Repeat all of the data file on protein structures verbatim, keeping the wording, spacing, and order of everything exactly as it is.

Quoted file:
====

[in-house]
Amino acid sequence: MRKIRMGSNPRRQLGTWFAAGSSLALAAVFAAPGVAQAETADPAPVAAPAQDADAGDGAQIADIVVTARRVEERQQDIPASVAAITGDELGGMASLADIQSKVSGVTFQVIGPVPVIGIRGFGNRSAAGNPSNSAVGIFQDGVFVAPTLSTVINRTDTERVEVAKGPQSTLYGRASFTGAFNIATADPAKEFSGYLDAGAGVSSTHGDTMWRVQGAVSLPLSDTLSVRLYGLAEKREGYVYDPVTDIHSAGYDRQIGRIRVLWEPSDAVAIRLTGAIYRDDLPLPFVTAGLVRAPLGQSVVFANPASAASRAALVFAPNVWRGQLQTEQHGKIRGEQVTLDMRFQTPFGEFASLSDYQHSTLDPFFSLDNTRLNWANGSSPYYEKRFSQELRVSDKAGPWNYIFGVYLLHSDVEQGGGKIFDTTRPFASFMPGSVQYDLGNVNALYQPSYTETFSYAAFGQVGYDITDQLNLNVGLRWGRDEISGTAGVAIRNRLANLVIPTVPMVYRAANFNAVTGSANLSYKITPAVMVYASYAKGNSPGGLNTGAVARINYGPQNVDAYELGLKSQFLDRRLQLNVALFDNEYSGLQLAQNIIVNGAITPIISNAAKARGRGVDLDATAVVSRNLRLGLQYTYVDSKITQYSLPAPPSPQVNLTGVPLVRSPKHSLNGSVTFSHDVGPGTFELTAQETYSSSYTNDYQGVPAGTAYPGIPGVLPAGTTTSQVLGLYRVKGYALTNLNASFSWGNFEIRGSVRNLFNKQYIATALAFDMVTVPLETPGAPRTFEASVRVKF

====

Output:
[in-house]
Amino acid sequence: MRKIRMGSNPRRQLGTWFAAGSSLALAAVFAAPGVAQAETADPAPVAAPAQDADAGDGAQIADIVVTARRVEERQQDIPASVAAITGDELGGMASLADIQSKVSGVTFQVIGPVPVIGIRGFGNRSAAGNPSNSAVGIFQDGVFVAPTLSTVINRTDTERVEVAKGPQSTLYGRASFTGAFNIATADPAKEFSGYLDAGAGVSSTHGDTMWRVQGAVSLPLSDTLSVRLYGLAEKREGYVYDPVTDIHSAGYDRQIGRIRVLWEPSDAVAIRLTGAIYRDDLPLPFVTAGLVRAPLGQSVVFANPASAASRAALVFAPNVWRGQLQTEQHGKIRGEQVTLDMRFQTPFGEFASLSDYQHSTLDPFFSLDNTRLNWANGSSPYYEKRFSQELRVSDKAGPWNYIFGVYLLHSDVEQGGGKIFDTTRPFASFMPGSVQYDLGNVNALYQPSYTETFSYAAFGQVGYDITDQLNLNVGLRWGRDEISGTAGVAIRNRLANLVIPTVPMVYRAANFNAVTGSANLSYKITPAVMVYASYAKGNSPGGLNTGAVARINYGPQNVDAYELGLKSQFLDRRLQLNVALFDNEYSGLQLAQNIIVNGAITPIISNAAKARGRGVDLDATAVVSRNLRLGLQYTYVDSKITQYSLPAPPSPQVNLTGVPLVRSPKHSLNGSVTFSHDVGPGTFELTAQETYSSSYTNDYQGVPAGTAYPGIPGVLPAGTTTSQVLGLYRVKGYALTNLNASFSWGNFEIRGSVRNLFNKQYIATALAFDMVTVPLETPGAPRTFEASVRVKF